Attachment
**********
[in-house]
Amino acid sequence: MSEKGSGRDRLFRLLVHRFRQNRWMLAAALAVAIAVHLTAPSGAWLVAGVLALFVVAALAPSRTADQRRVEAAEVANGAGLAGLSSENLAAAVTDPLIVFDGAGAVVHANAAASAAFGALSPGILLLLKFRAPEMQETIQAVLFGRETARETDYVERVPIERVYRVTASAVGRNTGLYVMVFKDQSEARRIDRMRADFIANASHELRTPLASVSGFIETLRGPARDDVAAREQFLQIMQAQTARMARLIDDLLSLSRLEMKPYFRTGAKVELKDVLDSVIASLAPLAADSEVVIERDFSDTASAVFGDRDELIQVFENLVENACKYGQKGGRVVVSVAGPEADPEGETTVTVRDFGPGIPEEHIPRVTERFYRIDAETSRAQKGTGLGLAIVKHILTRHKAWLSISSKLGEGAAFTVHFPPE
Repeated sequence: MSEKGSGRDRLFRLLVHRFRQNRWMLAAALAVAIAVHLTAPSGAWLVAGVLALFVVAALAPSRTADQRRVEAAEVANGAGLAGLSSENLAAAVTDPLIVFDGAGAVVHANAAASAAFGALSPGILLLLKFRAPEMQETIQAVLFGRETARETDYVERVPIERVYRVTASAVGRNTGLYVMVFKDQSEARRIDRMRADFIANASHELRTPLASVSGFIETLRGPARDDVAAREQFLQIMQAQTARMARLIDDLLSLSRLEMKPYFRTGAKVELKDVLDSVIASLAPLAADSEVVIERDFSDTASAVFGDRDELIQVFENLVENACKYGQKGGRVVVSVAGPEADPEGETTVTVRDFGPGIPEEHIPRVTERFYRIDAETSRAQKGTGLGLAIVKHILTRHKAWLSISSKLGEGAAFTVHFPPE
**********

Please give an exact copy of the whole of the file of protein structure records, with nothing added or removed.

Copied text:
[in-house]
Amino acid sequence: MSEKGSGRDRLFRLLVHRFRQNRWMLAAALAVAIAVHLTAPSGAWLVAGVLALFVVAALAPSRTADQRRVEAAEVANGAGLAGLSSENLAAAVTDPLIVFDGAGAVVHANAAASAAFGALSPGILLLLKFRAPEMQETIQAVLFGRETARETDYVERVPIERVYRVTASAVGRNTGLYVMVFKDQSEARRIDRMRADFIANASHELRTPLASVSGFIETLRGPARDDVAAREQFLQIMQAQTARMARLIDDLLSLSRLEMKPYFRTGAKVELKDVLDSVIASLAPLAADSEVVIERDFSDTASAVFGDRDELIQVFENLVENACKYGQKGGRVVVSVAGPEADPEGETTVTVRDFGPGIPEEHIPRVTERFYRIDAETSRAQKGTGLGLAIVKHILTRHKAWLSISSKLGEGAAFTVHFPPE
Repeated sequence: MSEKGSGRDRLFRLLVHRFRQNRWMLAAALAVAIAVHLTAPSGAWLVAGVLALFVVAALAPSRTADQRRVEAAEVANGAGLAGLSSENLAAAVTDPLIVFDGAGAVVHANAAASAAFGALSPGILLLLKFRAPEMQETIQAVLFGRETARETDYVERVPIERVYRVTASAVGRNTGLYVMVFKDQSEARRIDRMRADFIANASHELRTPLASVSGFIETLRGPARDDVAAREQFLQIMQAQTARMARLIDDLLSLSRLEMKPYFRTGAKVELKDVLDSVIASLAPLAADSEVVIERDFSDTASAVFGDRDELIQVFENLVENACKYGQKGGRVVVSVAGPEADPEGETTVTVRDFGPGIPEEHIPRVTERFYRIDAETSRAQKGTGLGLAIVKHILTRHKAWLSISSKLGEGAAFTVHFPPE